Here’s the latest on grant-winning university teams supported by Fundación Banorte, led by Banorte Chairman Carlos Hank González, Fundación Gruma and the U.S. Department of State as part of the 100,000 Strong in the Americas Innovation Fund.

The fund encourages higher education institutions to adopt new models of academic exchange and workforce development programs throughout the Americas. These cross-cultural research teams are seeking to broaden technical skills, solve real-world problems and stimulate economic prosperity.

Banorte Chairman Carlos Hank González said:

“Mexico and the United States have always been great allies and by working together we will contribute to make our bond even stronger. We are very proud of this initiative that encourages our students to make a positive change in our societies.”

Partners: Arizona State University, Tempe, Ariz., and Instituto Tecnológico de Sonora, Ciudad Obregón.

Project: Helping students learn about sustainable agriculture and management tools in Mexico and the United States. Students take part in virtual instruction on research methods, environmental assessments and field visits.

What’s new: ASU has been running a virtual seminar series with its peers in Mexico and established a website showcasing the joint research to identify how natural resources can be used more effectively to produce food and fiber, while reducing environmental and climate impacts.

Their mission: “Water is life. Food is life. Let’s make them endure in the Sonoran Desert.”

Enrique R. Vivoni, an ASU professor in the School Of Earth and Space Exploration, said the student team projects include studying the vulnerability of agricultural systems to drought, sustainable nitrogen fertilizer use in agricultural systems and crop water stress from satellites.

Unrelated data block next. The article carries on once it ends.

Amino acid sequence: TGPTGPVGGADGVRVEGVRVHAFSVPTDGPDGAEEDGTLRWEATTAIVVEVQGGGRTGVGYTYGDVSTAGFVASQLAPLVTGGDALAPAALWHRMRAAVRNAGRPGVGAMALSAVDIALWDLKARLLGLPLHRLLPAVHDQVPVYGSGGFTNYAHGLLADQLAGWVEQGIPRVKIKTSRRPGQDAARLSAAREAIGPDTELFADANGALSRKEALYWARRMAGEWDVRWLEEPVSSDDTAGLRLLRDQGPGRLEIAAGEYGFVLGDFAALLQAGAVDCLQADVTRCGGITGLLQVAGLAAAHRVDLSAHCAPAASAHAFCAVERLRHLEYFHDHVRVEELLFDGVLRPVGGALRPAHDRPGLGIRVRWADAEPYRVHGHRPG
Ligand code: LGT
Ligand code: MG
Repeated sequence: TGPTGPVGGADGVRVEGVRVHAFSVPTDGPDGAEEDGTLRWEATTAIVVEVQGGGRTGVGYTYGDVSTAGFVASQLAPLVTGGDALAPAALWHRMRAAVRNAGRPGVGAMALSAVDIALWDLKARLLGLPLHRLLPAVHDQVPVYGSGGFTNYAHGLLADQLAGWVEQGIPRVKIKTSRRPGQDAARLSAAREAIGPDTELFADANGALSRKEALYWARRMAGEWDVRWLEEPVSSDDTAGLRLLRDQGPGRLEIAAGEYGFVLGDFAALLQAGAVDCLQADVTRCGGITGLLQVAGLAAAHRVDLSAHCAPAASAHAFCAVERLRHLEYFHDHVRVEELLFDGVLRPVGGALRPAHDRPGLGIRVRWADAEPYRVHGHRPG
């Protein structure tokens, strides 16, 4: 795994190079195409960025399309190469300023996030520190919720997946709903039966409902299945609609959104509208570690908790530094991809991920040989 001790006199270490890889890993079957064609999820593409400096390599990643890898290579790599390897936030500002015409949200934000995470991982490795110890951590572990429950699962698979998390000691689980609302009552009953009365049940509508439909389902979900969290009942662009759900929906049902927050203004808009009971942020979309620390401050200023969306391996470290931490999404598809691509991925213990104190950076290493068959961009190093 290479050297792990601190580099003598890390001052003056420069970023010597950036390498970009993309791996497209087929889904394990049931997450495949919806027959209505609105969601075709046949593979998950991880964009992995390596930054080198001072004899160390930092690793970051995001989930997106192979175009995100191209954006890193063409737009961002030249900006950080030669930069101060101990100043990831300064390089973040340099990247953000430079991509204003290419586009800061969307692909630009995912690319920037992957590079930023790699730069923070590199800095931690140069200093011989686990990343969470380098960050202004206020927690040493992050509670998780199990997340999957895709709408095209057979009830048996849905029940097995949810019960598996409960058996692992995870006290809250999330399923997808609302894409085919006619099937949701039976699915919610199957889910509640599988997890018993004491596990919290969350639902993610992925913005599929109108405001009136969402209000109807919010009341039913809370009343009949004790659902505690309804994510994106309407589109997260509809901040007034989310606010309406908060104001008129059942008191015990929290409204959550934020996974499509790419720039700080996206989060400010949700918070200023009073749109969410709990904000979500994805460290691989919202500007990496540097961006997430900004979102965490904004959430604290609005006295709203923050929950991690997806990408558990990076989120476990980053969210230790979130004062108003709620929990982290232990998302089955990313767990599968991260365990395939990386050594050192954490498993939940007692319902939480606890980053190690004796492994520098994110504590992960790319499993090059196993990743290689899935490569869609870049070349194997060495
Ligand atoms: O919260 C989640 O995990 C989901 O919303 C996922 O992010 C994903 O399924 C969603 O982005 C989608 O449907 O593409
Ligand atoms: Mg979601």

The binational collaboration has benefitted students’ education and research activities while strengthening the two institutions’ bonds, Vivoni said.

“Working in binational teams has prompted students and faculty to consider intercultural differences as well as socioeconomic and political contexts that impact agricultural production and natural resource use,” he said.

Student outlook: Maria Menchu Maldonado, a graduate studying civil and environmental engineering, said she is inspired by the teamwork, looking at how agricultural practices affect local communities and finding ways to help serve those people.

“In the end, we will compare how things work in the U.S. and Mexico,” she said in an ASU news release.  “It is the same environment in both places, but things are done in a different way. So, we will know which things work better and why, and that is really exciting.”

What’s next: The projects are expected to continue through the end of 2021.

For more: Since its inception in 2014 through the end of 2020, the Innovation Fund has awarded 243 grants ($25,000 to $35,000 each) to more than 490 universities and institutions, working in teams in 25 countries and in 49 U.S. states. See